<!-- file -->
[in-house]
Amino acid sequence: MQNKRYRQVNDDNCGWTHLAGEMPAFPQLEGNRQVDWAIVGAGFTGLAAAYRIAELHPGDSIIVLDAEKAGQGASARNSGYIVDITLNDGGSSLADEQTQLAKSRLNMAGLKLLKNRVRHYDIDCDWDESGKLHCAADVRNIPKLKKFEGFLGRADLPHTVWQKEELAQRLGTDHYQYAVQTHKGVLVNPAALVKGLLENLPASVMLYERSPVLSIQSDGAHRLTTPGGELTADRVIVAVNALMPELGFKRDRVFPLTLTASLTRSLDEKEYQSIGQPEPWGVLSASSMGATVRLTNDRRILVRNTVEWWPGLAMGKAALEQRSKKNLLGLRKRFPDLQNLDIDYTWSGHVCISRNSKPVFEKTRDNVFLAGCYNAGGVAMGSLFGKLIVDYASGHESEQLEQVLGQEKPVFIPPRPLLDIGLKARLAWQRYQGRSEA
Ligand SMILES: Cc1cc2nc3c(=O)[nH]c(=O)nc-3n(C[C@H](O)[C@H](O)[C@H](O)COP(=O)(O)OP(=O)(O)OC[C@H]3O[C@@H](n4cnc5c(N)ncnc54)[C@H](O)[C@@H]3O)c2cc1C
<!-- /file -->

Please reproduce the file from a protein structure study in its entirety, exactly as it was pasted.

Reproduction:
[in-house]
Amino acid sequence: MQNKRYRQVNDDNCGWTHLAGEMPAFPQLEGNRQVDWAIVGAGFTGLAAAYRIAELHPGDSIIVLDAEKAGQGASARNSGYIVDITLNDGGSSLADEQTQLAKSRLNMAGLKLLKNRVRHYDIDCDWDESGKLHCAADVRNIPKLKKFEGFLGRADLPHTVWQKEELAQRLGTDHYQYAVQTHKGVLVNPAALVKGLLENLPASVMLYERSPVLSIQSDGAHRLTTPGGELTADRVIVAVNALMPELGFKRDRVFPLTLTASLTRSLDEKEYQSIGQPEPWGVLSASSMGATVRLTNDRRILVRNTVEWWPGLAMGKAALEQRSKKNLLGLRKRFPDLQNLDIDYTWSGHVCISRNSKPVFEKTRDNVFLAGCYNAGGVAMGSLFGKLIVDYASGHESEQLEQVLGQEKPVFIPPRPLLDIGLKARLAWQRYQGRSEA
Ligand SMILES: Cc1cc2nc3c(=O)[nH]c(=O)nc-3n(C[C@H](O)[C@H](O)[C@H](O)COP(=O)(O)OP(=O)(O)OC[C@H]3O[C@@H](n4cnc5c(N)ncnc54)[C@H](O)[C@@H]3O)c2cc1C